Veterinarian: If you don't have a favorite vet already, ask family, friends and neighbors for a recommendation. Have an appointment scheduled within the first few days of bringing your puppy home, so your vet can check for worms, other health conditions, and start her vaccination regimen.
Obedience classes: Every dog can benefit from learning some basic obedience skills.Check to see what is available and go ahead and register. Your puppy can not a attend a class until they have their 3rd set of shots.
Puppy treats: Yummy treats are the perfect reward when you're working on obedience. Or for when they're just being adorable. Choose something of high quality.
Toys: Chew toys help satisfy your new puppy's teething needs. If you'd like to teach your dog to retrieve, look at purchasing a few balls, but make sure they're not so small that your dog chokes. A lot of people swear by Kong, an awesome rubber toy you stuff with treats to keep your new pal busy.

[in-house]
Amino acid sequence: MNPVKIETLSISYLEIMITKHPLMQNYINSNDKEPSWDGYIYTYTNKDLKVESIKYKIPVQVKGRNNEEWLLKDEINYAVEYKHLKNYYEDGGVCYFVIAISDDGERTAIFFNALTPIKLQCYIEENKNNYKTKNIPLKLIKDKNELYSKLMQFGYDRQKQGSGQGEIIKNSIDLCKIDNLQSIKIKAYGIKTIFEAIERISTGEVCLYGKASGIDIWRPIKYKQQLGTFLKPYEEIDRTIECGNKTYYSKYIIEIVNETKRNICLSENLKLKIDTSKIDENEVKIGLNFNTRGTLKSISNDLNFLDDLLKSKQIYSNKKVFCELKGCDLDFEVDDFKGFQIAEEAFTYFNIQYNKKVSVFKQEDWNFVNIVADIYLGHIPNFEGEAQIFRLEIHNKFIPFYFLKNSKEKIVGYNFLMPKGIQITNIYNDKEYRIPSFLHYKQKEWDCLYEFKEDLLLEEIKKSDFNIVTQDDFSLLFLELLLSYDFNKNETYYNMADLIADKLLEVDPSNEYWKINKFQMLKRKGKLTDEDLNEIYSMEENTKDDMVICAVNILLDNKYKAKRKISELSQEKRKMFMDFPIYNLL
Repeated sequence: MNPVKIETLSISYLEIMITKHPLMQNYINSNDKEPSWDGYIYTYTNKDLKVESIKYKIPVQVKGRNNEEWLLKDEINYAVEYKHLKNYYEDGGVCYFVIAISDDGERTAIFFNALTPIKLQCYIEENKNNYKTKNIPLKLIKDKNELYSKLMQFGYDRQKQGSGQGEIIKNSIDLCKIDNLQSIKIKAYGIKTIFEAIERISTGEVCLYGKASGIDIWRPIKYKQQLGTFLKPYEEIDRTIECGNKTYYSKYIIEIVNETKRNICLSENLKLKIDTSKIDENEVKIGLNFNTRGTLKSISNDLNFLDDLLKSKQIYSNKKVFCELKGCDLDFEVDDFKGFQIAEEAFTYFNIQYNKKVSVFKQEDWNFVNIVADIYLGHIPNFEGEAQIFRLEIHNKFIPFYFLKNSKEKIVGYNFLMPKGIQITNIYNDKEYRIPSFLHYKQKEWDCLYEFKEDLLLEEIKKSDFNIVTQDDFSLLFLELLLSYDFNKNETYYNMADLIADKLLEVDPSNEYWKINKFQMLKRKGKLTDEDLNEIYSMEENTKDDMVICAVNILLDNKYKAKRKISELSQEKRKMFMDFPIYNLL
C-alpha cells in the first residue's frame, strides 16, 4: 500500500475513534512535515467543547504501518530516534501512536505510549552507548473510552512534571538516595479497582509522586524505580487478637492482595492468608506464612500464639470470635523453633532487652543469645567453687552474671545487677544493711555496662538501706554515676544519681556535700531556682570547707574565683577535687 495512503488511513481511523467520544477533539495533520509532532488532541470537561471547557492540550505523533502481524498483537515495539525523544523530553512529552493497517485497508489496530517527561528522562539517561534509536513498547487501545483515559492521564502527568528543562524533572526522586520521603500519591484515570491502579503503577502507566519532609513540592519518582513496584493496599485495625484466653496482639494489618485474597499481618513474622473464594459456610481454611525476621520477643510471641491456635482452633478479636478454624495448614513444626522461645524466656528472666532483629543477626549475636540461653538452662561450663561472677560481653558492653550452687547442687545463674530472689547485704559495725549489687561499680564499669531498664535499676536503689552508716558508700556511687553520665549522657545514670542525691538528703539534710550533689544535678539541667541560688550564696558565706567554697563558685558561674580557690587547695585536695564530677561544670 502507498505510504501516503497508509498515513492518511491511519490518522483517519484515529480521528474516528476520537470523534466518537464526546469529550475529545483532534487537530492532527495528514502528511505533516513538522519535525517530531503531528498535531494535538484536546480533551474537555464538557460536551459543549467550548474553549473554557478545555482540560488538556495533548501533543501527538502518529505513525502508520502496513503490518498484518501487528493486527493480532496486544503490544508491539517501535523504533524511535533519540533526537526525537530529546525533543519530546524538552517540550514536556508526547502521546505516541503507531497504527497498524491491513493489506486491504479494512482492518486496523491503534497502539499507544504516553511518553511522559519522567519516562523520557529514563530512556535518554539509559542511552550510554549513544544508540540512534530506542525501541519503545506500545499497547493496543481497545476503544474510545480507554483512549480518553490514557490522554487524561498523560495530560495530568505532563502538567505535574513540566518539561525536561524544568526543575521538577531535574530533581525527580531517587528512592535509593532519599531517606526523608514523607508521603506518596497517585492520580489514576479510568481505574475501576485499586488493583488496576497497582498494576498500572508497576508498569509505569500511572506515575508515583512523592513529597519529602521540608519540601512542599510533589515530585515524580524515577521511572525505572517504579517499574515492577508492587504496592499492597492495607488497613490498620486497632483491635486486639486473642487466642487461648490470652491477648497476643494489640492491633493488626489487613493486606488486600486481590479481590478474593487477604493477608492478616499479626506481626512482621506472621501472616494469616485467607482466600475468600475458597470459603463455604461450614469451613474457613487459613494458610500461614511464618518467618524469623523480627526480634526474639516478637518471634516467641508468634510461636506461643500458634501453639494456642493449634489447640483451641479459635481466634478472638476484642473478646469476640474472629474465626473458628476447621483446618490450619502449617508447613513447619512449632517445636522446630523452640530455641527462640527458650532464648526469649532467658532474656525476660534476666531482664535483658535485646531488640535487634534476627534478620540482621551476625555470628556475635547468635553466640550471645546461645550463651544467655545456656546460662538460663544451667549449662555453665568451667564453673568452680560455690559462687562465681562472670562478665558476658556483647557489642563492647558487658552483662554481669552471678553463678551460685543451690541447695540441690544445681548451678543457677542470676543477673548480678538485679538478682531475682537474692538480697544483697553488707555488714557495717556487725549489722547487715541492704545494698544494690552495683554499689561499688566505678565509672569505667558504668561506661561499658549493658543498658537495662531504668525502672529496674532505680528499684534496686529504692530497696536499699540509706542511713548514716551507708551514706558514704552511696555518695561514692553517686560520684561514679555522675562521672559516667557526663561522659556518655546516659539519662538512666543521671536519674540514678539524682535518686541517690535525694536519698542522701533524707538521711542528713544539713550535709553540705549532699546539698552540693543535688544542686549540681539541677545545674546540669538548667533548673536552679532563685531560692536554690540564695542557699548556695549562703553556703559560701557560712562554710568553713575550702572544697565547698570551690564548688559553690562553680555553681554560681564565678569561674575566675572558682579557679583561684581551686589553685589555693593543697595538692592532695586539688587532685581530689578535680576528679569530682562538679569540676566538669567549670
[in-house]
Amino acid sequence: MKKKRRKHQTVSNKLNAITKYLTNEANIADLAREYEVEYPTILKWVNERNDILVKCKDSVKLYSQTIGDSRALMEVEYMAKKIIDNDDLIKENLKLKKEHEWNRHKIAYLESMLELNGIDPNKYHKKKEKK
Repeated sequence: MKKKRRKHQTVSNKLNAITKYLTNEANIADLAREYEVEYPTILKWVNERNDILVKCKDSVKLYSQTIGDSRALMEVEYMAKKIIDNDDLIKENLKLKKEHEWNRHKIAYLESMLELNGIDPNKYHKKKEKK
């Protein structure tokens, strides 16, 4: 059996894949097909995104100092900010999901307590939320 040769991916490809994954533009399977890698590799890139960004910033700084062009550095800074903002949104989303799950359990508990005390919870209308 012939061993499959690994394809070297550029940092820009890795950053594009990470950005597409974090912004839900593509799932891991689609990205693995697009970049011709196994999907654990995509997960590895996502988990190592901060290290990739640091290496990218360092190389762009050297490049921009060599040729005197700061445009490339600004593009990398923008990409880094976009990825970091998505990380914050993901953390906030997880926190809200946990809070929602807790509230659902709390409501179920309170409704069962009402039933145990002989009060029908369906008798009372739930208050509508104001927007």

Sour apple spray: Use this product to spray on spots your puppy loves to chew on. It's a terrific deterrent for naughty puppies.
Baby gates: Want to keep your dog in one area of your house? Use baby gates to corral him. Let's face it; for a lot of us, dogs are our babies anyway!
Dog house: If your pup will spend some time outdoors, he'll probably love having his own little house. Fill it with great chew toys and a cozy blanket, and it will be the perfect home away from home. Doggie door: Training your dog to use a doggie door when she needs to go outdoors makes life easier for you and your pal.
Clothing: Depending on where you live, sweaters or snow boots may be required outdoor gear for your dog.